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Residents ready to sue Thames Water over smelly sewage works

NEWS

WEST LONDON residents were this week threatening to sue Thames Water for compensation for suffering caused by foul smells from its sewage treatment works (STW) in Mogden.

In a letter to Thames Water sent this week, residents threatened to sue the company unless it improves the situation in the next three months.

Mogden is London's third biggest sewage treatment works and serves a population of 1.7M.

Lawyers have told the Mogden Residents Action Group that 'odour nuisance' represents an infringement of human rights, and has hit local house prices.

Mogden resident Simon Fullalove said that residents were becoming increasingly angry because the smell - similar to rotten eggs - has worsened over the past few years.

The situation culminated in six weeks of strong smells combined with intense odour and a plague of mosquitoes in 2001, said Fullalove. 'It was a miserable summer last year, ' he said.

'People couldn't have barbecues and had to shut themselves in.'

The resulting complaints prompted Hounslow Borough Council to slap two abatement orders on Thames Water last July, under the Environmental Protection Act 1990. The notices ordered Thames to get rid of the smell and the mosquitoes respectively. The water company is contesting both notices.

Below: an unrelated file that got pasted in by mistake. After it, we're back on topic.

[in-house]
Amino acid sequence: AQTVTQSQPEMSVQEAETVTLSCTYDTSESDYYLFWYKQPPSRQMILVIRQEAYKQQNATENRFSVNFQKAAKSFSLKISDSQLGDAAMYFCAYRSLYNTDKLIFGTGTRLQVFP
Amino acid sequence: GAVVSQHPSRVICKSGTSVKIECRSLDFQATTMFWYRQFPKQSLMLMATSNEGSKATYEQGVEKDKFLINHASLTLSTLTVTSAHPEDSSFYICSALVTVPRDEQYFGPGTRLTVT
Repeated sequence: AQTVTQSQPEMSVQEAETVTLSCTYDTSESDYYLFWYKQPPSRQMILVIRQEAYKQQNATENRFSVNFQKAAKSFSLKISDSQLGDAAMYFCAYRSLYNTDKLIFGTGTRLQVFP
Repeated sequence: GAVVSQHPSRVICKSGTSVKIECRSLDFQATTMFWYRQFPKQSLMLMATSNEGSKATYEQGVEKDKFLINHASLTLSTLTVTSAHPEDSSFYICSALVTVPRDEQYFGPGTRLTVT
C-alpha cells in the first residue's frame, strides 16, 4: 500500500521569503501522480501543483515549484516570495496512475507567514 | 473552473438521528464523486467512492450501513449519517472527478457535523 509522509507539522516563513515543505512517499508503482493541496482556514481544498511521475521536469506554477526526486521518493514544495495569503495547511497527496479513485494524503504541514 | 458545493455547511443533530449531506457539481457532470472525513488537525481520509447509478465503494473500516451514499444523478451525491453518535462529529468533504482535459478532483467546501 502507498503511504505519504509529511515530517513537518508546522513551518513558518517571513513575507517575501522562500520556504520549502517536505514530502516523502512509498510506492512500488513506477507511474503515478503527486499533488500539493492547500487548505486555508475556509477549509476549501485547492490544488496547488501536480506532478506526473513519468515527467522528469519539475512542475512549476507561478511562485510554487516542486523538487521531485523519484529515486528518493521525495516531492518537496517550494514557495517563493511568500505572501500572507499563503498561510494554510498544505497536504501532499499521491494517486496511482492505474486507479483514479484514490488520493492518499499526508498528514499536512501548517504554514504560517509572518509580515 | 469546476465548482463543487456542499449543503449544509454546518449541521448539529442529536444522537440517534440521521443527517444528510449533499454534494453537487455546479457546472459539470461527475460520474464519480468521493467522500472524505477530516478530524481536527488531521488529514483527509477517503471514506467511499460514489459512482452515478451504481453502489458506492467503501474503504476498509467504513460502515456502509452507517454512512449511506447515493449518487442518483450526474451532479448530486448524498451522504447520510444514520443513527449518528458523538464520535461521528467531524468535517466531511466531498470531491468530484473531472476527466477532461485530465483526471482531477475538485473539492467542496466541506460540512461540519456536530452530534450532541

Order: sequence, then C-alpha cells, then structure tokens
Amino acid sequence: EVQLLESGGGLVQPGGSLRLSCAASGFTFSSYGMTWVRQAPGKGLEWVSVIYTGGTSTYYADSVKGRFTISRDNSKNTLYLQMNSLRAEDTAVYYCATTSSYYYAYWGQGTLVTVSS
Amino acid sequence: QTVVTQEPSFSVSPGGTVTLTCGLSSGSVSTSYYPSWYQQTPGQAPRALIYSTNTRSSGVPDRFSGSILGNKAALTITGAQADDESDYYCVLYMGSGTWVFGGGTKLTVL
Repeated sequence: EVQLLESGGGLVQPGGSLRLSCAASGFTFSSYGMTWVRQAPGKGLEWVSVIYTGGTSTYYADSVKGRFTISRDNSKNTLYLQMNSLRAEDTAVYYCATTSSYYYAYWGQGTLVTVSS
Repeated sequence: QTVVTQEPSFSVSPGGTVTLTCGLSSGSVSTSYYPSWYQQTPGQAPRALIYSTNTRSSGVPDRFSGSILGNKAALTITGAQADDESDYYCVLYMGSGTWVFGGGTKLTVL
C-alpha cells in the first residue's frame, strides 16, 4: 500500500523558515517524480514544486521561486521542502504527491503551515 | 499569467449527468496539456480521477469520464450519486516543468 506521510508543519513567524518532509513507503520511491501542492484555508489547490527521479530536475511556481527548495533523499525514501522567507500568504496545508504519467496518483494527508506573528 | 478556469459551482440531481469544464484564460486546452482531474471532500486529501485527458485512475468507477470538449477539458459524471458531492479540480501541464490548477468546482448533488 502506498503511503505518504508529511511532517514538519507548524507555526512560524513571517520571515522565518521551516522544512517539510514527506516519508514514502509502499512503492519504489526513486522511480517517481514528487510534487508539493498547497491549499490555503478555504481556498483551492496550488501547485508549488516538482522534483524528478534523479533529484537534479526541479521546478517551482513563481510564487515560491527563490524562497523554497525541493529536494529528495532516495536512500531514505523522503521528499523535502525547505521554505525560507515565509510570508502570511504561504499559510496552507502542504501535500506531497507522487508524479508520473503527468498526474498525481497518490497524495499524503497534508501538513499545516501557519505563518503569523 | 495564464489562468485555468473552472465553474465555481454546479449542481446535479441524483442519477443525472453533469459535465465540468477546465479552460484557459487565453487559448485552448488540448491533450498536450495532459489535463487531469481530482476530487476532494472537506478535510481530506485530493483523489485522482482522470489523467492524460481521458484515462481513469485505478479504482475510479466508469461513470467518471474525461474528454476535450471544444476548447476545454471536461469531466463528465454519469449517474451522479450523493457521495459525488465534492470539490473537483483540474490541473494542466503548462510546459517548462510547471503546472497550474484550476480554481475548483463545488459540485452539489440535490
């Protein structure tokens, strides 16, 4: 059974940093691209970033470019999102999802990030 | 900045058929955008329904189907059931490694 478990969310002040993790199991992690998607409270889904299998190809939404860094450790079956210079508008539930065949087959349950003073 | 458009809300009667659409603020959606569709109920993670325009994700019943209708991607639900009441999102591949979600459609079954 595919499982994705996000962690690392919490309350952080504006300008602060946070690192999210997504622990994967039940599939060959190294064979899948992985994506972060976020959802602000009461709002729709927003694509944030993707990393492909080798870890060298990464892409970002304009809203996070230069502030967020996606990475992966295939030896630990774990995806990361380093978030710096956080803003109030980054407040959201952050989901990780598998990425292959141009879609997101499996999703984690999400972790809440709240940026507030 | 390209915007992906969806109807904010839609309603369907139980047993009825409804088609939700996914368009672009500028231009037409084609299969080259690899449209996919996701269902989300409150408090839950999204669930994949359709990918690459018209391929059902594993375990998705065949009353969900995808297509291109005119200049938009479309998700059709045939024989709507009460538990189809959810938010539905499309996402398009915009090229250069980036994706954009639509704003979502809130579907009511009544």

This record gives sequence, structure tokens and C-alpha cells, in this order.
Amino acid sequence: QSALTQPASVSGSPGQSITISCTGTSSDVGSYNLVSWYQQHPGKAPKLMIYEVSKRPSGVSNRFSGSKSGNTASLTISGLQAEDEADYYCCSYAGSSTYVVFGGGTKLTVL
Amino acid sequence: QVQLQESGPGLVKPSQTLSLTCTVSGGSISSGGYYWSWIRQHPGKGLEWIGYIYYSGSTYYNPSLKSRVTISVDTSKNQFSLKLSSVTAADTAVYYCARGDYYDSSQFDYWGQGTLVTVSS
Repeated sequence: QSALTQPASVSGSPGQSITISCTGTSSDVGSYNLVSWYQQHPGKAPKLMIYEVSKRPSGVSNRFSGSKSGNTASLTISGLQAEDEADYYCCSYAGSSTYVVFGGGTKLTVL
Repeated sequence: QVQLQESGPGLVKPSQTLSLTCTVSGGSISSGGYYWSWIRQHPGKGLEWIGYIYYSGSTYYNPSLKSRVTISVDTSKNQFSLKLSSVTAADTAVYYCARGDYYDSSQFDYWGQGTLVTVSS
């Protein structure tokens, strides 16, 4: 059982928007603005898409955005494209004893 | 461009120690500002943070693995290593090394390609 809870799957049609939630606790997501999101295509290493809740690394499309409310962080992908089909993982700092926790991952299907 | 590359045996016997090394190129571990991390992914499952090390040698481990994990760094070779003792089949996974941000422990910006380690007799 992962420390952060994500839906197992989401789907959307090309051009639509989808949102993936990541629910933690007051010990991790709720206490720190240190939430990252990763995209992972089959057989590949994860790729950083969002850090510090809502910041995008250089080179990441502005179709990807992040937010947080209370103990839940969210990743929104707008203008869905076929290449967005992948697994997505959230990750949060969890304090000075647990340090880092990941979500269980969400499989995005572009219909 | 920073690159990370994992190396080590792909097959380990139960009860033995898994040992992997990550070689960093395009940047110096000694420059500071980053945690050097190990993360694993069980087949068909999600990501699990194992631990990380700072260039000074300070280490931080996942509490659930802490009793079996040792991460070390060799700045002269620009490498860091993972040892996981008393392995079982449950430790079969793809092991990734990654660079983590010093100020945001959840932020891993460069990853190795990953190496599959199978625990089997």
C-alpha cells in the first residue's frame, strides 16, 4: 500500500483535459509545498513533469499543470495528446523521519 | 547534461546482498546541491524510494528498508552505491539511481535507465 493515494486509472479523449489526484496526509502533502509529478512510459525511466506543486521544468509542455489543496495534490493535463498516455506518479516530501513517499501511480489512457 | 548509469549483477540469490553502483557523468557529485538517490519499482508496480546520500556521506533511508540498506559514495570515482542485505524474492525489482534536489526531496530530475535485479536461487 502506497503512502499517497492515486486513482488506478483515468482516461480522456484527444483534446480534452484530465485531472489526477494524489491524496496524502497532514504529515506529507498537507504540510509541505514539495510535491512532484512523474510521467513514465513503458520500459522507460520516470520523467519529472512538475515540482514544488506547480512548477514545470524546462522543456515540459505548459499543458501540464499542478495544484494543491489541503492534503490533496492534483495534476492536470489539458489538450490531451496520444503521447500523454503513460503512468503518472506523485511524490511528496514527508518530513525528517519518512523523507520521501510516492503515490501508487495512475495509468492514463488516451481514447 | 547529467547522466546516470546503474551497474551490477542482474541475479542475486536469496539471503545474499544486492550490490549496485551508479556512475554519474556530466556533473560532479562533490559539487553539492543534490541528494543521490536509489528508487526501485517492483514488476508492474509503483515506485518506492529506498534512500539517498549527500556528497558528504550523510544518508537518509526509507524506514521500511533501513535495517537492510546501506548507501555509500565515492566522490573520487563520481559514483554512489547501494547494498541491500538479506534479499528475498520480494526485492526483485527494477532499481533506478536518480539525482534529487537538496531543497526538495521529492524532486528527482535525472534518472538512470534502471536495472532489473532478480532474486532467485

Fullalove claimed that the problem is largely linked to hydrogen sulphide emissions from sewage sitting in stormwater tanks for long periods, awaiting treatment.

He said that this is because the plant - designed to take 810Ml/day combined sewage and stormwater - is unable to cope with high levels of stormwater, leading to the backlog.

Thames Water confirmed this week that the stormwater tanks were the source of the smell. It said they had been used more often in recent years because of higher rainfall.

'Last year, we had four times the amount of rainfall that we would usually expect, which left the groundwater levels very high, ' said a Thames Water spokesman. This was not an undercapacity issue he added, but a temporary problem.

He said that in the short term, the company was ensuring the sewage in the tanks remained fresh, but Modgen STW managers were expected to ask their bosses at Thames to fund a longer term solution.

This could include changing the sewage control system to a cascade system, so that an empty tank will only start to fill when another is at capacity. This will help reduce the total surface area of the sewage.

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